• What can be done on a regular basis?  A parent far away can still have regular contact with their children.  Discussion topics could include availability of the children at specified times, access to telephone, Skype, Facetime, etc.  Will both parents agree to have the necessary equipment? Length of call according to the age of child should also be considered.  For older children, will they be allowed to have their own phone for messages, texts, etc.?

An experienced family law attorney can help to guide you in making solid decisions in a relocation situation whether you are the one contemplating a move or having to decide how you should react to the other parent proposing to move with your children away from you.  Please feel free to contact us to help you with your situation.

How to Save Money on Divorce Legal Fees

Protect your moneyOne of the things that concerns people the most about a divorce is the cost of the legal fees involved.   Many people struggle to pay their regular monthly bills.  Adding the costs of a divorce, which could costs tens of thousands of dollars in legal fees, could be overwhelming.  There are things you can do to reduce the amount spent on your divorce.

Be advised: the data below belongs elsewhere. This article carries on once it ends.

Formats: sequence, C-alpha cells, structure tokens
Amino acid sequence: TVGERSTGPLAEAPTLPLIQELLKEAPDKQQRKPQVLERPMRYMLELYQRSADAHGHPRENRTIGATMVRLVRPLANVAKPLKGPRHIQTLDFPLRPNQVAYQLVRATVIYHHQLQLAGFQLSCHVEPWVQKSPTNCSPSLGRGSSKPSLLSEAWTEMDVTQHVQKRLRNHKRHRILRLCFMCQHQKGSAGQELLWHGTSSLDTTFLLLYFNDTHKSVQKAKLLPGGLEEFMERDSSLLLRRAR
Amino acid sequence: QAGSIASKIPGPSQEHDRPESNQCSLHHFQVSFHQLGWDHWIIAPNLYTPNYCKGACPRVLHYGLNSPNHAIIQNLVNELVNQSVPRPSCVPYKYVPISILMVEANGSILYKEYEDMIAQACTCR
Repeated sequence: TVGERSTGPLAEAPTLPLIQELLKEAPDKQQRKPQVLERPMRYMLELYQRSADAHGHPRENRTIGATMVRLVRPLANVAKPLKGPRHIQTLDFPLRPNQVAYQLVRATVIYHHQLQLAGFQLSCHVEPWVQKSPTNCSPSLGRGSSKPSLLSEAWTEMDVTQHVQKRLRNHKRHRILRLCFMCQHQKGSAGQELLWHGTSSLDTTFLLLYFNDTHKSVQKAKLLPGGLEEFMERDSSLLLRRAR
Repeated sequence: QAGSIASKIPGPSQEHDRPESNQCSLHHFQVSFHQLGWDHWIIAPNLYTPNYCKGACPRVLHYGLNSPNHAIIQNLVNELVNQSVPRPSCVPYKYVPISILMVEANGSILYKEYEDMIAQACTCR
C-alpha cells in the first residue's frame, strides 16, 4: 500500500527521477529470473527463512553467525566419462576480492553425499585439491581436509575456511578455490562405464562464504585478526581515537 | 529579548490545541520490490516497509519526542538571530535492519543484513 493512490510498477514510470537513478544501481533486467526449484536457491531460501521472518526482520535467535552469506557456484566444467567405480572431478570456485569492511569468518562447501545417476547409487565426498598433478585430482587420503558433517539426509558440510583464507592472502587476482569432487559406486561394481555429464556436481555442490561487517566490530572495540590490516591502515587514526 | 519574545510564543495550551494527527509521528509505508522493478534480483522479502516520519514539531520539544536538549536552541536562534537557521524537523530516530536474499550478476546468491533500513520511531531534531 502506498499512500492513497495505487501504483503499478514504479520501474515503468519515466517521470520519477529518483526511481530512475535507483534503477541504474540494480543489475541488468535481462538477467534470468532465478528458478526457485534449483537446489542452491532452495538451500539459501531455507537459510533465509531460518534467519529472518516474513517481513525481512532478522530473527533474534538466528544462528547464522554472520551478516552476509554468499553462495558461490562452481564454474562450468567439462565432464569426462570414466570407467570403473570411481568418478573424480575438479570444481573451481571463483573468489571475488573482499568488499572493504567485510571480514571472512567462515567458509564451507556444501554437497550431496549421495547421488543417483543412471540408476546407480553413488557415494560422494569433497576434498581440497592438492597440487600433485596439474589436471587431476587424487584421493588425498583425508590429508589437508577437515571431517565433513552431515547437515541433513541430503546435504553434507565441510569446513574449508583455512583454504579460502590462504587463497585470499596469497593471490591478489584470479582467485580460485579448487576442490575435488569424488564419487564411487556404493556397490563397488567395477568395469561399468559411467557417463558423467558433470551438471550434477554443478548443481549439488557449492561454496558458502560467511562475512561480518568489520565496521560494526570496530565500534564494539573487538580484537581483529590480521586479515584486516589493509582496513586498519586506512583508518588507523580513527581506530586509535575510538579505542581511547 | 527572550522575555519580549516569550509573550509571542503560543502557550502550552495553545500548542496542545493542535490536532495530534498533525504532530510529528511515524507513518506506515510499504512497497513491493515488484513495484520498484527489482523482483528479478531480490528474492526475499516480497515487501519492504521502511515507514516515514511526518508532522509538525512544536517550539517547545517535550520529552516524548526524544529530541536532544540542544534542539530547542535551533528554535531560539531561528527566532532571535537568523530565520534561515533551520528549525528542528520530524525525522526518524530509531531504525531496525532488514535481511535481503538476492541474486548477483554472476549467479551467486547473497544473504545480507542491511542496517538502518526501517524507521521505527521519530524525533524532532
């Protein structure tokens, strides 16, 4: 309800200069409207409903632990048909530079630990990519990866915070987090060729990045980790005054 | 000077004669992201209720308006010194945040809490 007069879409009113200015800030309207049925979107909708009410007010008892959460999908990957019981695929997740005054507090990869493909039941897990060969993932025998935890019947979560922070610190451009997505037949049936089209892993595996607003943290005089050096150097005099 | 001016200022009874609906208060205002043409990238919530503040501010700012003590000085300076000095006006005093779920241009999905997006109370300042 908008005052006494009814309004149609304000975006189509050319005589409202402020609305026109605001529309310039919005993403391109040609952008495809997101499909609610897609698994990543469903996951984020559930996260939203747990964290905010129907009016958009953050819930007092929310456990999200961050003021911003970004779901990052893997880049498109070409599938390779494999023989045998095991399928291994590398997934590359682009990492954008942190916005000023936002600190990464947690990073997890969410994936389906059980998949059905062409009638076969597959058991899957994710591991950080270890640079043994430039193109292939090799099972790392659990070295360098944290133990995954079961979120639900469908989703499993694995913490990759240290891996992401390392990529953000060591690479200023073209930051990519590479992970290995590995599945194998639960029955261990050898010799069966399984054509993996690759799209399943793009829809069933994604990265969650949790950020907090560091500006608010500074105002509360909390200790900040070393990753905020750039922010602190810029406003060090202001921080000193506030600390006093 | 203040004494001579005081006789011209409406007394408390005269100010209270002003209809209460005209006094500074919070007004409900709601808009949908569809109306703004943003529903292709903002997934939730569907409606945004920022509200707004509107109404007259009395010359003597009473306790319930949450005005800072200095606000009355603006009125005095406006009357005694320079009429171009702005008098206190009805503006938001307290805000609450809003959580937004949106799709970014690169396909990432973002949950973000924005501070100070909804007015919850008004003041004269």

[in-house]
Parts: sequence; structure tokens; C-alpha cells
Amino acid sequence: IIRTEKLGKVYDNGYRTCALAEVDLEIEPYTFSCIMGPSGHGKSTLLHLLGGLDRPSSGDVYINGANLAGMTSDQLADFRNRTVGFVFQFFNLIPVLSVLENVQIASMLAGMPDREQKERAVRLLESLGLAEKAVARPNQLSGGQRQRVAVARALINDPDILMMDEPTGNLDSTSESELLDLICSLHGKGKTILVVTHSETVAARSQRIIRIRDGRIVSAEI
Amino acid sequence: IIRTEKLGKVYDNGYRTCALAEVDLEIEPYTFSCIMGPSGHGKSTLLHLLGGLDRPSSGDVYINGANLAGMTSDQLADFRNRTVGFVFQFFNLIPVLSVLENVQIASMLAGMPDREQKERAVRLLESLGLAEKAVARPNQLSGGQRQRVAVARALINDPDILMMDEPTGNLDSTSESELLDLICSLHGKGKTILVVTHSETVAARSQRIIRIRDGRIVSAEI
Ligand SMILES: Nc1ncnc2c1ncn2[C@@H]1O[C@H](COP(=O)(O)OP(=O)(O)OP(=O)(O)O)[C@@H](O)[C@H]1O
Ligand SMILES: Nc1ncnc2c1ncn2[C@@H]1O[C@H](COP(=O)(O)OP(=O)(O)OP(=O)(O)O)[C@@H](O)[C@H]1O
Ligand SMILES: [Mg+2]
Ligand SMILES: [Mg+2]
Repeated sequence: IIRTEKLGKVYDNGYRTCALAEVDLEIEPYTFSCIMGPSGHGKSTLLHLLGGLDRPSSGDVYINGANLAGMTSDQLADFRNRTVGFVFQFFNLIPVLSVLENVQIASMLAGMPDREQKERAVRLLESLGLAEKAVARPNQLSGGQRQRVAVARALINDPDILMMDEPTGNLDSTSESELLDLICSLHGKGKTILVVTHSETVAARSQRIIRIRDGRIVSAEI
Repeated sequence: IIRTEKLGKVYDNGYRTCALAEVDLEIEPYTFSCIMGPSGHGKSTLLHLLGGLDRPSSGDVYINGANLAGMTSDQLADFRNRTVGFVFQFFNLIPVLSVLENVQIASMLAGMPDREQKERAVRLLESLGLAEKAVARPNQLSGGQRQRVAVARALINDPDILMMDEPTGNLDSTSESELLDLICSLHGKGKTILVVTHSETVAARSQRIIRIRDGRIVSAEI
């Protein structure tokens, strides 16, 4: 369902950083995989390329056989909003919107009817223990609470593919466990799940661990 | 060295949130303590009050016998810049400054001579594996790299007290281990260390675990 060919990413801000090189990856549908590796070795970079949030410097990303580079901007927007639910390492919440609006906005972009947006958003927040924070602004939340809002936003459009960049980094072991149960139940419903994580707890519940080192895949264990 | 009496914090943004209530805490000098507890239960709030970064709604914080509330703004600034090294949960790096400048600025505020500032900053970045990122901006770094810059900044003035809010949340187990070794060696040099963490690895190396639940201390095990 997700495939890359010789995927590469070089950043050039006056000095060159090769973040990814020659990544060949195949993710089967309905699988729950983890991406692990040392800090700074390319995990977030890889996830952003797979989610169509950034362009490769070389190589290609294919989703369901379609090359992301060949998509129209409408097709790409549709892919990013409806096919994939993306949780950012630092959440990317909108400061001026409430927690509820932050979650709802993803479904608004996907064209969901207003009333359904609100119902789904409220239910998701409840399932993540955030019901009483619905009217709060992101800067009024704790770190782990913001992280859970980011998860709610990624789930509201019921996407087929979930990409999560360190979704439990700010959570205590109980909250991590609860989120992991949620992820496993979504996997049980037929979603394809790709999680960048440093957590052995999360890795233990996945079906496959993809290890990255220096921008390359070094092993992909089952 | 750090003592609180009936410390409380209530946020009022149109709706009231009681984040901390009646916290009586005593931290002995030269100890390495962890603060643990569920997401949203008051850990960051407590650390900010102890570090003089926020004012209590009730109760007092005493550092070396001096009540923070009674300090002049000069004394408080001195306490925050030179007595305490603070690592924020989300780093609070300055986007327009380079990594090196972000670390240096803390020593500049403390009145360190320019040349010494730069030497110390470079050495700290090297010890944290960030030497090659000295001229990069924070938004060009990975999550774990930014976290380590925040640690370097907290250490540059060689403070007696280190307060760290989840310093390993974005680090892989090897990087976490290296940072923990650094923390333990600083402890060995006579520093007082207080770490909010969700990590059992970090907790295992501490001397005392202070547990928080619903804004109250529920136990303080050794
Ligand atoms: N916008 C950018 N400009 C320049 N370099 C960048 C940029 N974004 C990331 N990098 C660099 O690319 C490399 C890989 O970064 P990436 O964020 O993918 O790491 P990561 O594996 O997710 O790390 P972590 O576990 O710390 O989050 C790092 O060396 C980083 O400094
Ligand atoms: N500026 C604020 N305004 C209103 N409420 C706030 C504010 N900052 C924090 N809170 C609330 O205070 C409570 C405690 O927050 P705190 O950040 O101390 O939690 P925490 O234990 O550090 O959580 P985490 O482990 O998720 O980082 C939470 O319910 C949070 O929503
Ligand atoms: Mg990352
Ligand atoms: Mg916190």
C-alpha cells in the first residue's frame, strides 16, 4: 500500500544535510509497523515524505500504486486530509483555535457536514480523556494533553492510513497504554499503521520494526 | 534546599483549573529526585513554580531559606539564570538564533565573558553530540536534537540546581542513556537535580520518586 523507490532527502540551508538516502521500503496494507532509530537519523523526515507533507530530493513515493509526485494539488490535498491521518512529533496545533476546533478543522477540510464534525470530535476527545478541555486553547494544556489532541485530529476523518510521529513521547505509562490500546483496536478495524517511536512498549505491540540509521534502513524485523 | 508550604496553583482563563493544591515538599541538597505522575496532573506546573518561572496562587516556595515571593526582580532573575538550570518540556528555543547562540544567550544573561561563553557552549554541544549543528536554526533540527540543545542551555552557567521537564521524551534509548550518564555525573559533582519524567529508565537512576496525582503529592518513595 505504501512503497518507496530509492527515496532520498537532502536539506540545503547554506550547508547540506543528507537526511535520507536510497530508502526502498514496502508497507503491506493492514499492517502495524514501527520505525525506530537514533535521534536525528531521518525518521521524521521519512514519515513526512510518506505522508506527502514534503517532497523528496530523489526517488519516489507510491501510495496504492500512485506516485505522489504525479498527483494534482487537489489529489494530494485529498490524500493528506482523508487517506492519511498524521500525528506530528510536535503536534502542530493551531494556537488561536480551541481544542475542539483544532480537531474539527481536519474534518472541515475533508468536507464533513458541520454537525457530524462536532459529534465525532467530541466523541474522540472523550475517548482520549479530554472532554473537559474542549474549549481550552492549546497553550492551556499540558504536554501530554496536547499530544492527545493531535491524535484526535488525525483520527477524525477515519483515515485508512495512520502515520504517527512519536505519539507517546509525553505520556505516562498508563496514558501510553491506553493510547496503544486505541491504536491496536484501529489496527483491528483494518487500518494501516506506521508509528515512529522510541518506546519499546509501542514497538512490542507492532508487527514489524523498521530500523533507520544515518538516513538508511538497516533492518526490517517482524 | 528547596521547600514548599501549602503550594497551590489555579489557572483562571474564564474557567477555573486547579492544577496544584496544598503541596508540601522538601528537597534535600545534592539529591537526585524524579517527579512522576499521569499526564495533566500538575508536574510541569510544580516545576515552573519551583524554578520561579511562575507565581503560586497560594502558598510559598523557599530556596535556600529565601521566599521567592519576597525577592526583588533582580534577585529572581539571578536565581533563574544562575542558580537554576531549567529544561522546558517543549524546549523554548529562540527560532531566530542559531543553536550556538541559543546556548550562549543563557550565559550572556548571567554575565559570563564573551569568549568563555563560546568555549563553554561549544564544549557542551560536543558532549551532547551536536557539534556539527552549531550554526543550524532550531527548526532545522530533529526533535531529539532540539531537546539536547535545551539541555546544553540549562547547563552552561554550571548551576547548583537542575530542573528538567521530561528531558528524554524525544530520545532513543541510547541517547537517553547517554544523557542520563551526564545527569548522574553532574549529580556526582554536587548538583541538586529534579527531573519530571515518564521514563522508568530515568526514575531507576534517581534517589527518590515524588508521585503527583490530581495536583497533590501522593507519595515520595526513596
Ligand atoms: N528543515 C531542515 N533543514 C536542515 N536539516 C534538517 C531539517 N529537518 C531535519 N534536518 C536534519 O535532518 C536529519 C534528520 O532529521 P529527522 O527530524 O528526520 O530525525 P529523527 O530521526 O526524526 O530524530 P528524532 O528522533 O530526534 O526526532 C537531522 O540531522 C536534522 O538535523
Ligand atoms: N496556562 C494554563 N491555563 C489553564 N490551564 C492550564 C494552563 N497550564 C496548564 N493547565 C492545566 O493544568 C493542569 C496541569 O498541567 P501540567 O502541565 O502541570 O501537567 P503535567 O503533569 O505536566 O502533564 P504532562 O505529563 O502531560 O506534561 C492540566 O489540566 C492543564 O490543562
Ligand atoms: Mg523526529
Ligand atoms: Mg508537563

If you and your spouse do not have children and can communicate well enough to agree on property division, it may be possible to do the divorce yourself.  Idaho has forms available for you to use (http://www.courtselfhelp.idaho.gov/individual-forms-instructions).  If you need help there could be a Court Assistance Office near you to assist you in making sure that the document are correctly prepared and you have the correct documents to file with the Court.  Some areas have an “attorney workshop” were you can go and ask an attorney questions about the law.  However, doing your divorce by yourself should only happen if you and your spouse are in full agreement about the things related to divorcing such as who will get certain property, who will remain in the home and who will pay which outstanding bills.  It generally doesn’t work if there are any real disputes or when children are involved.